Halloween: Are You In Or Are You Out (Of Costume)?

Illustration for article titled Halloween: Are You In Or Are You Out (Of Costume)?

There are two kinds of people: those who love Halloween and those who loathe it with a New Year's Eve level of intensity. Even the lovers are divided between those who enjoy the holiday as a wholesome, cider-flavored, pumpkin-hued excuse to admire kids in cute costumes and those who have embraced the raucous Slutoween ethos. Like most things in life, it really just comes down to costumes. Like karaoke, Halloween can bring out the closet exhibitionist in the most demure. And the costume you choose says a lot about you.There's the Slutoween, um, slut. Take a word, add a "slutty" and you've got a costume, as we know from Mean Girls. This is obviously the lamest form of costume — although I should say I seriously considered going as a Slutty Montauk Creature this year. You've got couples in costumes; lame, conceptual, last-minute costumes; historical outfits; those who have weirdly good, costume-shop style costumes; the friend who wears the same thing every year (apparently Dodai is a perennial Dorothy Gayle); the group costume that makes no sense unless everyone is standing together; the silly costume; the cutesy costume; the scary costume; and the "topical": just a hunch, but we're thinking variations on Sarah Palin will be this year's Amy Winehouse. For my part, I'm a proponent of the obscure costume, which maybe one person identifies correctly all evening — even though to me it always seems completely obvious. To this end, I have gone as a circa-68 Gloria Steinem, Joan Didion and Linda Pugasch. Costumes that allow me to wear my glasses are a plus. Despite passionate appeals for the Duke and Duchess of Windsor and the Fitzgeralds, I have never successfully lobbied a boyfriend into a cutesy twofer. Growing up, Halloween was a Big Deal in my house. In fact — maybe because my parents are of different faiths, rendering a lot of our observances literally half-assed — it was the one thing we really did up. Halloween meant an elaborately decorated house, hundreds of guests, two six-foot hero sandwiches whose dramatic delivery was a high point, marathon trick-or-treating, and, of course, elaborate costumes. My parents were not craftsy types who could whip things up the way some of my friends' moms did — but they were very supportive. (Luckily an artistic aunt did create one of the best World War I nurse's outfits ever.) My first Halloween was a humiliation. Being two, I was dressed as a round pumpkin, my suit stuffed with balloons. I still remember the chagrin of having to parade next to a glamorous four-year-old friend who was dressed as Faye Wray in King Kong. I vowed that never again would I submit to such indignity, and there followed a parade of fairies, cowgirls and, most memorably, Marie Antoinette (I was five.) My brother and I never lost the bug. Last year (I was a Son of Sam victim) I ran across my brother, dressed in adult-sized footie pajamas unzipped halfway down his chest, unshaven, with a cigarette dangling from his lips. "What?" he said laconically. "I'm a sexy baby." It seems like Halloween has reached a fever pitch, like not dressing up is completely out of the question — whether or not you have plans. Perhaps in a Slutoween backlash, I have noticed a lot of friends are doing kid-style costumes. One is going as an ice cream sandwich. Maria reports that, like toddler Sadie, she will be a pumpkin — "not a 'sexy' pumpkin but a big, round and stuffed pumpkin with a happy face" — and a third lady is dressing as a (male) minotaur. Natch a few will be Palins. One is going as the Recession. One as Lehman Brothers. Dodai, one assumes, will be Dorothy. People like to spout nonsense about costumes and masks and being someone different for a night, but it's less about pretending to be someone else than about you — obviously — choosing to pretend to be. That's how it is for kids, after all, even if the costumes have gotten crummier than I choose to believe they were 20 years ago. Last year I saw a little girl, four or five, dressed like a policewoman. She even had her name, Gomez, written on her little plastic badge. "Looking good, Officer!" called a mounted cop who was riding by. (Yeah, it was like four p.m.) The little girl's face lit up with pleasure; she was thrilled. Just then a Slutoween cop passed by in vinyl and fishnets (she was with a slutty nurse and a slutty angel.) The child's eyes widened; in confusion or admiration, I'm not sure. The whole vignette seemed like a pretty good illustration of modern all hollow's. As to me, I'm currently deciding between Bella Abzug and Elizabeth Taylor in Butterfield 8. Aging liberal icon or be-furred sex symbol? On Halloween, after all, we get to decide. And yes, sometimes it's a letdown. Related: Sexy Halloween Costumes...For Little Girls? [LA Times] Earlier: Maybe The Best Way To Handle Slutoween Is To Just Go With It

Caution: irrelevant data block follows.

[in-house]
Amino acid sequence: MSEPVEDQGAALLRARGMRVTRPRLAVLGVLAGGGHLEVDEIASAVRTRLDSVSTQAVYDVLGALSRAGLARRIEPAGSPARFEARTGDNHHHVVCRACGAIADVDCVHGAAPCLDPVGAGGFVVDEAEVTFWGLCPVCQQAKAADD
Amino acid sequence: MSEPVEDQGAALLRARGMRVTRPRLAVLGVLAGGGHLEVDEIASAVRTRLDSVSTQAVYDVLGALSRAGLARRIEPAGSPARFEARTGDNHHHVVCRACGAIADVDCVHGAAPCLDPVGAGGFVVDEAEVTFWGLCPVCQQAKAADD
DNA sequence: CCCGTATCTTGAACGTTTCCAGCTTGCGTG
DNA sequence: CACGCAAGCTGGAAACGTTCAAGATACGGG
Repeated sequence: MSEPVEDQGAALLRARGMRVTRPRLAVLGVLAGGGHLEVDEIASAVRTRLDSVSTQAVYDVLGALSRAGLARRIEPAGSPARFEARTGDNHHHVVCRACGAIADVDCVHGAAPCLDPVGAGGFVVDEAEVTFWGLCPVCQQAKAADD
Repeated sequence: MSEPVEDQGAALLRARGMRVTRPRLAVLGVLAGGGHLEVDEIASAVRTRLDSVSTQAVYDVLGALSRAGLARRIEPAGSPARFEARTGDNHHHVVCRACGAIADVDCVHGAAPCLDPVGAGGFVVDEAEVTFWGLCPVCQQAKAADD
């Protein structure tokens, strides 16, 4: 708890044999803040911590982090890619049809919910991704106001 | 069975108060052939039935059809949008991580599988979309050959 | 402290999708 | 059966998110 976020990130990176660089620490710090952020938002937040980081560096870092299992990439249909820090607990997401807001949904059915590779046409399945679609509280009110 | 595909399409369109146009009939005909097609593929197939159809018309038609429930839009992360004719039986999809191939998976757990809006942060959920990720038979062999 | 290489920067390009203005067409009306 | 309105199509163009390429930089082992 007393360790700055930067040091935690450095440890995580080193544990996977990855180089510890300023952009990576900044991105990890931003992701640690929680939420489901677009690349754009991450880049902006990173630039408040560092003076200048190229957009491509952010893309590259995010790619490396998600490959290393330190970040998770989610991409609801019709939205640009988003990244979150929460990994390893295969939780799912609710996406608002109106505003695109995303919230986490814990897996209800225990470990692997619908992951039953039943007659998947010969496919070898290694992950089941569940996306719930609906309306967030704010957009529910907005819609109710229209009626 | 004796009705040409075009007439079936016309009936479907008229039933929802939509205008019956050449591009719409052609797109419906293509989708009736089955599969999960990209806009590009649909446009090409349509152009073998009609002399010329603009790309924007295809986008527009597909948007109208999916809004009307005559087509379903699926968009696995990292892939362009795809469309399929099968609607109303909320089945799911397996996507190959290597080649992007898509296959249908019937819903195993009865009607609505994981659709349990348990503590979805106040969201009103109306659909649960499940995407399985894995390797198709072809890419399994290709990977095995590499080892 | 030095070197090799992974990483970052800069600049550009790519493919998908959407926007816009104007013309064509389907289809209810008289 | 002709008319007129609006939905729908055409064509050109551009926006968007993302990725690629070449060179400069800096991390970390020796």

Erin Gloria Ryan

I really like having the opportunity to dress like a complete slut once a year. But sometimes I enjoy taking my clothes off and running around in a bouncy French Maid outfit with frilly underwear underneath.